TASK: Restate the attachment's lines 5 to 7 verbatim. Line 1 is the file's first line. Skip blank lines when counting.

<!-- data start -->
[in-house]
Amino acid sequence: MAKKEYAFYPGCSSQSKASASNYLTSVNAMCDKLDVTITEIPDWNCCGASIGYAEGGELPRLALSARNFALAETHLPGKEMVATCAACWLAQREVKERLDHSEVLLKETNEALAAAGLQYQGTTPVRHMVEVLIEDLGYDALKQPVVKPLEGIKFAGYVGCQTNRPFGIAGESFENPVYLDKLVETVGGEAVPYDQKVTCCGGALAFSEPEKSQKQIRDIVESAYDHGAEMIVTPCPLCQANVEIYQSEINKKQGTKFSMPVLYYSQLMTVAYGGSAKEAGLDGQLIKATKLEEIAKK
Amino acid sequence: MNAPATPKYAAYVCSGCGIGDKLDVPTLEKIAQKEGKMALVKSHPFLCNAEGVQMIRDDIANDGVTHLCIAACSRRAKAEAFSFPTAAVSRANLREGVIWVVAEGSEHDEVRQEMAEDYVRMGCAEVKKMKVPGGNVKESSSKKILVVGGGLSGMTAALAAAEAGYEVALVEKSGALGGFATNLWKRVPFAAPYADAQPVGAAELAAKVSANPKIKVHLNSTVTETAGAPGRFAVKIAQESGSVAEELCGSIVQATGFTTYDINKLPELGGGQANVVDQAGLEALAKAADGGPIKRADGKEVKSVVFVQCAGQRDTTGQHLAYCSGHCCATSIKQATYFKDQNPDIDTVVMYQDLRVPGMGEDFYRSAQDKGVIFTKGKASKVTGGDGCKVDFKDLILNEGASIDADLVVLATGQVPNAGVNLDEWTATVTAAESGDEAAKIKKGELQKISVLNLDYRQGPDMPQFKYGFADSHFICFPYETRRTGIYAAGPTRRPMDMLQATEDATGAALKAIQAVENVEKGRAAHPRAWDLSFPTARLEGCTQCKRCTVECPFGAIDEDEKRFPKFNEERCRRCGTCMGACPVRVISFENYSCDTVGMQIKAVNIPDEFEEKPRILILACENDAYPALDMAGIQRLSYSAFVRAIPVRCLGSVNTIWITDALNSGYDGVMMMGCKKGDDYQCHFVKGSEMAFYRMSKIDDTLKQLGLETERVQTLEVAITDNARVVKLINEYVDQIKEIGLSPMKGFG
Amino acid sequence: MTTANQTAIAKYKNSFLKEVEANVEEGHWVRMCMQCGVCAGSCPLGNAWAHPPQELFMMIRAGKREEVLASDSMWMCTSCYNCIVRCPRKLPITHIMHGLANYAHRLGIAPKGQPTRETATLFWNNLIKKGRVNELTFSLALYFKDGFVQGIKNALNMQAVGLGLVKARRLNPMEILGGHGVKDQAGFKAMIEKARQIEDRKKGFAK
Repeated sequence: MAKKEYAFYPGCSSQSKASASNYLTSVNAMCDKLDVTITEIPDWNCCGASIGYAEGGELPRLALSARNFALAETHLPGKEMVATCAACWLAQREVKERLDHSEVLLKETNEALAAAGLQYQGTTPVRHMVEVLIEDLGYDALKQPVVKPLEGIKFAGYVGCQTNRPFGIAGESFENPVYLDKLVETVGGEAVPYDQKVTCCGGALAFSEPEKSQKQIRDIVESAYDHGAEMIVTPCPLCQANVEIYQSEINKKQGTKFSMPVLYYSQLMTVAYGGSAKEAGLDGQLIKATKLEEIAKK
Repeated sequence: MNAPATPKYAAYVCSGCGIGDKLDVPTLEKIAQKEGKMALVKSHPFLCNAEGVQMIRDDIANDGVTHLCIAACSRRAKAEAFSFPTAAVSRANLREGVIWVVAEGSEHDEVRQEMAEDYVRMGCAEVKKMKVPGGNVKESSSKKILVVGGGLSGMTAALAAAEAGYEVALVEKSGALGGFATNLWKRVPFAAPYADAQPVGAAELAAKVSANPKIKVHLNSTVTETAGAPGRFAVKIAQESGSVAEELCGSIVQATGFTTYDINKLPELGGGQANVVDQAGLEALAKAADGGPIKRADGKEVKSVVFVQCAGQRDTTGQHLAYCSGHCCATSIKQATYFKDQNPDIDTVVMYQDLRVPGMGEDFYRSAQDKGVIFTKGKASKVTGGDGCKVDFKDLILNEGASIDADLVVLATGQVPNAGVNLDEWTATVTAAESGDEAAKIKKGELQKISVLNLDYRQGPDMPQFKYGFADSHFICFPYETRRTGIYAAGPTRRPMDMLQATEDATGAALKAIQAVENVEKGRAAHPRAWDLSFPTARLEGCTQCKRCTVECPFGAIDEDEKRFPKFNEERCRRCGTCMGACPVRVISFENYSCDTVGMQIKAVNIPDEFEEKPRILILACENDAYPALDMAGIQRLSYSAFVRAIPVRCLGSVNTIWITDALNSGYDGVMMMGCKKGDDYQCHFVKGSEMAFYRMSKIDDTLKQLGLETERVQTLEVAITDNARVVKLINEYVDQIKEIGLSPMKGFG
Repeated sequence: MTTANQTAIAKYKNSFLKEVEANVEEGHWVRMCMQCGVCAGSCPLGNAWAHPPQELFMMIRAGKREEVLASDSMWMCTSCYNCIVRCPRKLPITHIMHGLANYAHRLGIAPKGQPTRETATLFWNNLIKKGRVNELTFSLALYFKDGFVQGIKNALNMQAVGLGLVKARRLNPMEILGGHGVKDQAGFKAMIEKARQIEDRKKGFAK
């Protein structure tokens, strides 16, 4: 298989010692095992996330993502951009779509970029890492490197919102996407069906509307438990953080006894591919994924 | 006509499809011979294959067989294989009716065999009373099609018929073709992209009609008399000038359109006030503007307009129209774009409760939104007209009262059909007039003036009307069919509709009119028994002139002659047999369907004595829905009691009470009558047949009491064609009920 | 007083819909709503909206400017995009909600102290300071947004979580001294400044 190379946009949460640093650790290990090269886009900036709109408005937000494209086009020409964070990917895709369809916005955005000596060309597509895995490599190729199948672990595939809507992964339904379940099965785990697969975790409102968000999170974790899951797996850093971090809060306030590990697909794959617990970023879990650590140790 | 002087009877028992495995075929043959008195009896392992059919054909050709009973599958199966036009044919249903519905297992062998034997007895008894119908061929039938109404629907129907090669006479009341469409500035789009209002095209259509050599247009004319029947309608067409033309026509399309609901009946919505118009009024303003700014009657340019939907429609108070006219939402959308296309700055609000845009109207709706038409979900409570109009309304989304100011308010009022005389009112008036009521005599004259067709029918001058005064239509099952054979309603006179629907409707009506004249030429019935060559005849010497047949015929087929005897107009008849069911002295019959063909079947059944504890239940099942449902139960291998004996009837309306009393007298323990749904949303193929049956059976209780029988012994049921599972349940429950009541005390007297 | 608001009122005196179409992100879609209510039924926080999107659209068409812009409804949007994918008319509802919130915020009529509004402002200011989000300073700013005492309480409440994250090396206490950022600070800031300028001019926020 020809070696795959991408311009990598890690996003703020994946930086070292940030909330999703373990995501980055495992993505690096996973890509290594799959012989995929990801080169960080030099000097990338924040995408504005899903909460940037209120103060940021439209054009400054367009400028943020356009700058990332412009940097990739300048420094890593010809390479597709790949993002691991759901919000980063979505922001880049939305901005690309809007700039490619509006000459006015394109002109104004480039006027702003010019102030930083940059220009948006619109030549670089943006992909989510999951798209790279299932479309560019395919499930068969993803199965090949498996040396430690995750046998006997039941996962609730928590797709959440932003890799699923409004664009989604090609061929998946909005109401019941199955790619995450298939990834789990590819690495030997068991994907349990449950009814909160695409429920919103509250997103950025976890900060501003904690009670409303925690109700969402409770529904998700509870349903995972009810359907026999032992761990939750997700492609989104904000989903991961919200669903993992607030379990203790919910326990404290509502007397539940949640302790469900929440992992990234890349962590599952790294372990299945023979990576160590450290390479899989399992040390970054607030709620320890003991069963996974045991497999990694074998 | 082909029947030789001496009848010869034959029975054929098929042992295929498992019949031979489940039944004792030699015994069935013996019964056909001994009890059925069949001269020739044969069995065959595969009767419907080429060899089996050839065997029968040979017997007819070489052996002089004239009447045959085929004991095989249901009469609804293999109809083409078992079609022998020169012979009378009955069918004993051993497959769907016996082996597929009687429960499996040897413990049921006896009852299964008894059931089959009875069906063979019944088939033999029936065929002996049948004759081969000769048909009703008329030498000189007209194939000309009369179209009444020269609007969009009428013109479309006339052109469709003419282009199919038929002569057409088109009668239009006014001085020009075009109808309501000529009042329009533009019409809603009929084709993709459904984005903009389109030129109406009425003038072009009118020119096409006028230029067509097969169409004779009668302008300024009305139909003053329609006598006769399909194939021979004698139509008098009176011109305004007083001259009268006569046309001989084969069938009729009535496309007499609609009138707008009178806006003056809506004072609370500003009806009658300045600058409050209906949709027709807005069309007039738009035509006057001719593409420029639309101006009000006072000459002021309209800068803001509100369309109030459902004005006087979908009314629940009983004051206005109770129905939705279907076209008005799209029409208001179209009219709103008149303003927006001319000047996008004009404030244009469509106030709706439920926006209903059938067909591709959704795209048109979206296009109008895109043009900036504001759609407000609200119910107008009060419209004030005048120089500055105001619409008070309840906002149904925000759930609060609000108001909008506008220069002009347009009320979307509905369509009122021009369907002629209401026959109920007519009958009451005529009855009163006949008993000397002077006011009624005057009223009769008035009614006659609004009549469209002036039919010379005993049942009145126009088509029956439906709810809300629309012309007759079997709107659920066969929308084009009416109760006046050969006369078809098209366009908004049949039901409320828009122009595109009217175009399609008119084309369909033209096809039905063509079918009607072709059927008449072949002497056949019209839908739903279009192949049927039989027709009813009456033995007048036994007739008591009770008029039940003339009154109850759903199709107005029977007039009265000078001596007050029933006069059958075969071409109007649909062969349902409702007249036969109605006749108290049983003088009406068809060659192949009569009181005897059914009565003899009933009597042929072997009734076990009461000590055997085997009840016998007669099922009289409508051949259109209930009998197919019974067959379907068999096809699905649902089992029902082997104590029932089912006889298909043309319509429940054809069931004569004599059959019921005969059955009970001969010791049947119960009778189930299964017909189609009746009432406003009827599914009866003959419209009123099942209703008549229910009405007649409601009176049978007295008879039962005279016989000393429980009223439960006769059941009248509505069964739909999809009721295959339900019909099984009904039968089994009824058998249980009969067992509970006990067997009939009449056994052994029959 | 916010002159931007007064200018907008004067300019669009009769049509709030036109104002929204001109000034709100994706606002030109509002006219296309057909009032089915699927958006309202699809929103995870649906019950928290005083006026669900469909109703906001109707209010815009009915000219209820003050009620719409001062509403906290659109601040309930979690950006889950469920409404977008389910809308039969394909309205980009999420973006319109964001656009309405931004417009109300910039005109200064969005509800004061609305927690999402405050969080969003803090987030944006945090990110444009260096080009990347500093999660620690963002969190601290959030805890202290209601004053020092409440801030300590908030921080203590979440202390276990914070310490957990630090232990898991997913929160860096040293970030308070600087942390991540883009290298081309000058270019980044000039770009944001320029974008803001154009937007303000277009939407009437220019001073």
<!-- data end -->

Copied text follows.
Repeated sequence: MAKKEYAFYPGCSSQSKASASNYLTSVNAMCDKLDVTITEIPDWNCCGASIGYAEGGELPRLALSARNFALAETHLPGKEMVATCAACWLAQREVKERLDHSEVLLKETNEALAAAGLQYQGTTPVRHMVEVLIEDLGYDALKQPVVKPLEGIKFAGYVGCQTNRPFGIAGESFENPVYLDKLVETVGGEAVPYDQKVTCCGGALAFSEPEKSQKQIRDIVESAYDHGAEMIVTPCPLCQANVEIYQSEINKKQGTKFSMPVLYYSQLMTVAYGGSAKEAGLDGQLIKATKLEEIAKK
Repeated sequence: MNAPATPKYAAYVCSGCGIGDKLDVPTLEKIAQKEGKMALVKSHPFLCNAEGVQMIRDDIANDGVTHLCIAACSRRAKAEAFSFPTAAVSRANLREGVIWVVAEGSEHDEVRQEMAEDYVRMGCAEVKKMKVPGGNVKESSSKKILVVGGGLSGMTAALAAAEAGYEVALVEKSGALGGFATNLWKRVPFAAPYADAQPVGAAELAAKVSANPKIKVHLNSTVTETAGAPGRFAVKIAQESGSVAEELCGSIVQATGFTTYDINKLPELGGGQANVVDQAGLEALAKAADGGPIKRADGKEVKSVVFVQCAGQRDTTGQHLAYCSGHCCATSIKQATYFKDQNPDIDTVVMYQDLRVPGMGEDFYRSAQDKGVIFTKGKASKVTGGDGCKVDFKDLILNEGASIDADLVVLATGQVPNAGVNLDEWTATVTAAESGDEAAKIKKGELQKISVLNLDYRQGPDMPQFKYGFADSHFICFPYETRRTGIYAAGPTRRPMDMLQATEDATGAALKAIQAVENVEKGRAAHPRAWDLSFPTARLEGCTQCKRCTVECPFGAIDEDEKRFPKFNEERCRRCGTCMGACPVRVISFENYSCDTVGMQIKAVNIPDEFEEKPRILILACENDAYPALDMAGIQRLSYSAFVRAIPVRCLGSVNTIWITDALNSGYDGVMMMGCKKGDDYQCHFVKGSEMAFYRMSKIDDTLKQLGLETERVQTLEVAITDNARVVKLINEYVDQIKEIGLSPMKGFG
Repeated sequence: MTTANQTAIAKYKNSFLKEVEANVEEGHWVRMCMQCGVCAGSCPLGNAWAHPPQELFMMIRAGKREEVLASDSMWMCTSCYNCIVRCPRKLPITHIMHGLANYAHRLGIAPKGQPTRETATLFWNNLIKKGRVNELTFSLALYFKDGFVQGIKNALNMQAVGLGLVKARRLNPMEILGGHGVKDQAGFKAMIEKARQIEDRKKGFAK